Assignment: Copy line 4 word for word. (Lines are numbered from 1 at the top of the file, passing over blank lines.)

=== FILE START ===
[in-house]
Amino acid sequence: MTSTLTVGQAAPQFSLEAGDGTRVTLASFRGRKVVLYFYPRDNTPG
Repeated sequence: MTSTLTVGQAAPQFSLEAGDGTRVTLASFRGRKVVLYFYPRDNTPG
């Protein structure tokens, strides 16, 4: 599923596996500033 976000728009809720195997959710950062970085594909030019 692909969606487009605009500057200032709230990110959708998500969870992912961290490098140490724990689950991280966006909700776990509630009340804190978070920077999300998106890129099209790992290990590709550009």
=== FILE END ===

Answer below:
């Protein structure tokens, strides 16, 4: 599923596996500033 976000728009809720195997959710950062970085594909030019 692909969606487009605009500057200032709230990110959708998500969870992912961290490098140490724990689950991280966006909700776990509630009340804190978070920077999300998106890129099209790992290990590709550009």